deign

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English[edit]

Etymology[edit]

From Middle English deignen, from Old French deignier (consider worthy), from Latin dignārī, present active infinitive of digno (consider worthy), from dignus (worthy). Cognate to dignity.

Pronunciation[edit]

Verb[edit]

deign (third-person singular simple present deigns, present participle deigning, simple past and past participle deigned)

  1. (intransitive) To condescend; to accept as appropriate to one's dignity.
    He didn't even deign to give us a nod of the head; he thought us that far beneath him.
  2. (transitive) To condescend to give; to do something.
    • William Shakespeare, Macbeth, Act I scene II:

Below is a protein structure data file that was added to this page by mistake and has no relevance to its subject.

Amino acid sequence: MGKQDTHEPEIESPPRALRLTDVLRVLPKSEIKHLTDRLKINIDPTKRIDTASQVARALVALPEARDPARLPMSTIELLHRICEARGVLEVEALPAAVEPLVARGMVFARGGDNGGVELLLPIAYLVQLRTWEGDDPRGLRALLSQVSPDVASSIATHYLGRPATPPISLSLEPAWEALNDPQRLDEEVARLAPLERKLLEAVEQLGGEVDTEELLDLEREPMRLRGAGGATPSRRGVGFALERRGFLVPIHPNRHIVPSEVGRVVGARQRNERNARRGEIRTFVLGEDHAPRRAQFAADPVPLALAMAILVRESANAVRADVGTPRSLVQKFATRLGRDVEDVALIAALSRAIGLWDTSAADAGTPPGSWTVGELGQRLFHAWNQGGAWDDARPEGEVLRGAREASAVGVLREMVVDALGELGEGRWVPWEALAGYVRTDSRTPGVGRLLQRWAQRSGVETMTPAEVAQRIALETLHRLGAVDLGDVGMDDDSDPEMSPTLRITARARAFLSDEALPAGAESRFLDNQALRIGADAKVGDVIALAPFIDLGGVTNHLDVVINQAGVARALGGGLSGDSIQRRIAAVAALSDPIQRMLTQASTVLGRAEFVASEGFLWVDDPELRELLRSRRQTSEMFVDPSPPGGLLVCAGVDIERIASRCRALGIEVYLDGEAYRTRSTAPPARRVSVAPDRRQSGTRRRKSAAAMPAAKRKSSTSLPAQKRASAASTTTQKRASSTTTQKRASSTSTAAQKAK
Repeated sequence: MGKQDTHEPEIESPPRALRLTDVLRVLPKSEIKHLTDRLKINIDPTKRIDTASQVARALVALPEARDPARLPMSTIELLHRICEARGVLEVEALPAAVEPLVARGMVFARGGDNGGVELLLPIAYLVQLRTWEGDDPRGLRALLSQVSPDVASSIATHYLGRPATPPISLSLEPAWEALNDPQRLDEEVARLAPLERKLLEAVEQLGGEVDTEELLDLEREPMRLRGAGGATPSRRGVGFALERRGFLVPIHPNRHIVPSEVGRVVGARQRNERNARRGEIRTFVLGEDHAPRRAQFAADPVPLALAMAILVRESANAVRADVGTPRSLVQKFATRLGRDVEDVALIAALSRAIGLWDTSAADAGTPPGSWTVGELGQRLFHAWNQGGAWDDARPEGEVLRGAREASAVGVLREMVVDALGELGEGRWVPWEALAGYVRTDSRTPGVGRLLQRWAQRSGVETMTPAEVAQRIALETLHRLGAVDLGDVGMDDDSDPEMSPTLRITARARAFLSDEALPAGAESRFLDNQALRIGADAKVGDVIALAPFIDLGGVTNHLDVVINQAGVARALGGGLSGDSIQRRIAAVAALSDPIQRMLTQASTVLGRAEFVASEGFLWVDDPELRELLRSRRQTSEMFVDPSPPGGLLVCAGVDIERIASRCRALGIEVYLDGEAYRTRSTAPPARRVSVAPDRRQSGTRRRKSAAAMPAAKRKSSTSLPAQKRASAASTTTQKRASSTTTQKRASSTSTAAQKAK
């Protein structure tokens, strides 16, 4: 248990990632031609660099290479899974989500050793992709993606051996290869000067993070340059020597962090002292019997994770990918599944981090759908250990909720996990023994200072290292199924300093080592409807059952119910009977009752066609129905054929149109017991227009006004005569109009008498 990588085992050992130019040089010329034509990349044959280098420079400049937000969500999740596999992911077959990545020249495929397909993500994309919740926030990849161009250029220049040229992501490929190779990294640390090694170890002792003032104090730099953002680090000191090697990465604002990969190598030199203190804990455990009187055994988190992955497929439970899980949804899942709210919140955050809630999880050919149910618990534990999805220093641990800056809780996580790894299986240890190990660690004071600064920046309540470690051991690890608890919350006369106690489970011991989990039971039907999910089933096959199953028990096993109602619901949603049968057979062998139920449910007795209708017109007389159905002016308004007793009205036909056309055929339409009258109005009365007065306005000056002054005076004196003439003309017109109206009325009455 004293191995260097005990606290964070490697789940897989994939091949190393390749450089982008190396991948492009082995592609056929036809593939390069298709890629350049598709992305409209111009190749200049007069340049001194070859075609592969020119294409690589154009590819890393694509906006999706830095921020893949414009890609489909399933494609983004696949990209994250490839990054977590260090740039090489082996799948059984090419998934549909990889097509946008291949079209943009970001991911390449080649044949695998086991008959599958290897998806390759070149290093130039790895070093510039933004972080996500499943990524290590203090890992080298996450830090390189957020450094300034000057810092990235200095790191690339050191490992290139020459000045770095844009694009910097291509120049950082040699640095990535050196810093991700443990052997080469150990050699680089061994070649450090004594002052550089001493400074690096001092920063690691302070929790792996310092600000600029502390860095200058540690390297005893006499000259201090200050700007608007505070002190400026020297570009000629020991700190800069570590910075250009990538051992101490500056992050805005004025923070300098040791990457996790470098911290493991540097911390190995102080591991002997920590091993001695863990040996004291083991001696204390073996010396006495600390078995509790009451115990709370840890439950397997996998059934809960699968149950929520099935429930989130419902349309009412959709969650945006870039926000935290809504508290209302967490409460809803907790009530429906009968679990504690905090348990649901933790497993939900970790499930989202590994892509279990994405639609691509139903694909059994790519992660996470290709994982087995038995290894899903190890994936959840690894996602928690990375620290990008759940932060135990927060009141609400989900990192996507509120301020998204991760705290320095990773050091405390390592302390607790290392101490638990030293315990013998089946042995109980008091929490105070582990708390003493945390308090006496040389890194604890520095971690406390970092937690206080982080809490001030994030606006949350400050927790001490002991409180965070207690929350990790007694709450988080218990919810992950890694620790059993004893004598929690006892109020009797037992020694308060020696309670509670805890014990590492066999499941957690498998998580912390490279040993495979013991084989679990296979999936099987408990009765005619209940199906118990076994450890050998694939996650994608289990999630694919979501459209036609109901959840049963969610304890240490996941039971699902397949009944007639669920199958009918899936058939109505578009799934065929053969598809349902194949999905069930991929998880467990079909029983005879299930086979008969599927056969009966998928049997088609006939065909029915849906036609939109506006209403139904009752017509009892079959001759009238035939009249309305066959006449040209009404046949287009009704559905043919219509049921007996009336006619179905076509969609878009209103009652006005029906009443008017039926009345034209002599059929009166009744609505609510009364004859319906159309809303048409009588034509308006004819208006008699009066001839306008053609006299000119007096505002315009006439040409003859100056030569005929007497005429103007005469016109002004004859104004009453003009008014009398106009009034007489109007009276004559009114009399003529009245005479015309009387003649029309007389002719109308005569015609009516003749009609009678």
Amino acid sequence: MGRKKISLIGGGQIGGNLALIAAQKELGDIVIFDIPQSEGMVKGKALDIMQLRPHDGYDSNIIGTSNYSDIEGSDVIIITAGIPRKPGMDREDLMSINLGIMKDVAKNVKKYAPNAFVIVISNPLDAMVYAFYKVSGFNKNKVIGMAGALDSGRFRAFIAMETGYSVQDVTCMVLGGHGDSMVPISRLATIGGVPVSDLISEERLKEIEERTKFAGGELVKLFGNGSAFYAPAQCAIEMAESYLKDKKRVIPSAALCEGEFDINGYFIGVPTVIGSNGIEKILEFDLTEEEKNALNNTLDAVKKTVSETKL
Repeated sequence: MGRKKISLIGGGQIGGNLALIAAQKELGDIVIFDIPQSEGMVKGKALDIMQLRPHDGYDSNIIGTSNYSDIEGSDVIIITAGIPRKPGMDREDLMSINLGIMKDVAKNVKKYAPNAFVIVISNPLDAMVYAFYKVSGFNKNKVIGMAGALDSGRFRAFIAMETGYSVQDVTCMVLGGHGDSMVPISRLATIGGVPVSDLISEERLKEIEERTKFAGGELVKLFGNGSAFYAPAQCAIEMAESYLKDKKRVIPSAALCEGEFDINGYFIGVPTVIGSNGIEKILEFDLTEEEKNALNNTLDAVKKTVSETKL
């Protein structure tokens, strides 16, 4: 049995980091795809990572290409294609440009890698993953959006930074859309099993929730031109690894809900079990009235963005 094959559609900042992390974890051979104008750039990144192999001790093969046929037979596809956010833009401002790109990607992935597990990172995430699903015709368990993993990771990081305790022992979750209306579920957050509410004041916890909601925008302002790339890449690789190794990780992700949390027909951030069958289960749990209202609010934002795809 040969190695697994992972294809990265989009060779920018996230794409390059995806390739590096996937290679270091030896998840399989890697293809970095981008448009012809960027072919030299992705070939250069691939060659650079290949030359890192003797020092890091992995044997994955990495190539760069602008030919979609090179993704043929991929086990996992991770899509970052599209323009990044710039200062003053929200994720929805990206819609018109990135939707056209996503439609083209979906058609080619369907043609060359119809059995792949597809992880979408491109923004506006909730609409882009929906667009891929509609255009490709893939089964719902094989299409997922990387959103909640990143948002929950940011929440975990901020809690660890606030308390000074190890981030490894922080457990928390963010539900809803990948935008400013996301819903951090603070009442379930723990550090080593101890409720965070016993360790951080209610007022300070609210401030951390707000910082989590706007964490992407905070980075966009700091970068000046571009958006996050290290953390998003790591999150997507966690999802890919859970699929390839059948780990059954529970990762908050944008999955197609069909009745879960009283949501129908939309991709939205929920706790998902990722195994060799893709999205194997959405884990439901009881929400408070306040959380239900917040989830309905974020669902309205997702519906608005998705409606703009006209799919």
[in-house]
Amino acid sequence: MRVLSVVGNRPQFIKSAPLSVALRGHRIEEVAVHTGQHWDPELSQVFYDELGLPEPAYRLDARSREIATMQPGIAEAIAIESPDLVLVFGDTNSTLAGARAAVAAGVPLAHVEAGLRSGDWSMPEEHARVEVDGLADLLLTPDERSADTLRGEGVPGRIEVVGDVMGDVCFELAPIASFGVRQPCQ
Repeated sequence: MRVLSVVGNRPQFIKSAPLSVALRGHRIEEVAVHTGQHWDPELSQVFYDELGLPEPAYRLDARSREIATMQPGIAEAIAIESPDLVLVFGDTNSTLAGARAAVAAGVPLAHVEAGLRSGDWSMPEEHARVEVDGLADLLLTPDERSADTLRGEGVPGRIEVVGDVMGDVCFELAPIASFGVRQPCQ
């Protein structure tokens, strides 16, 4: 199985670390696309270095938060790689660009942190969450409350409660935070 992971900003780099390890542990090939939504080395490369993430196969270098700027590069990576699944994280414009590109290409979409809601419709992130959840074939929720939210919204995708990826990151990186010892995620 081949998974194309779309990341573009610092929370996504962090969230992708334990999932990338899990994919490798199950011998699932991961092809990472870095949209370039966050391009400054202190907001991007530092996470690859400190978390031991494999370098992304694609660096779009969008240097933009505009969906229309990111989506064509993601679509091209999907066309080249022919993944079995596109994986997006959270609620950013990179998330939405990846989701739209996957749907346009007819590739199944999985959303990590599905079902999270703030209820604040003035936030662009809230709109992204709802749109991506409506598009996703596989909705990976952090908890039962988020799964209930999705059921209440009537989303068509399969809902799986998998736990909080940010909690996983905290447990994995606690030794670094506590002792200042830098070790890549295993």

Nor would we deign him burial of his men.
    • 1871, Charlotte Mary Yonge, Heartsease, Or, The Brother's Wife (volume 2, page 189)
      He, who usually hardly deigned a glance at his infants, now lay gazing with inexpressible softness and sadness at the little sleeping face []
  3. (obsolete) To esteem worthy; to consider worth notice.
    • 1598?', William Shakespeare, Two Gentlemen of Verona, Act I, scene I, line 162-3
      I fear my Julia would not deign my lines,receiving them from such a worthless post.

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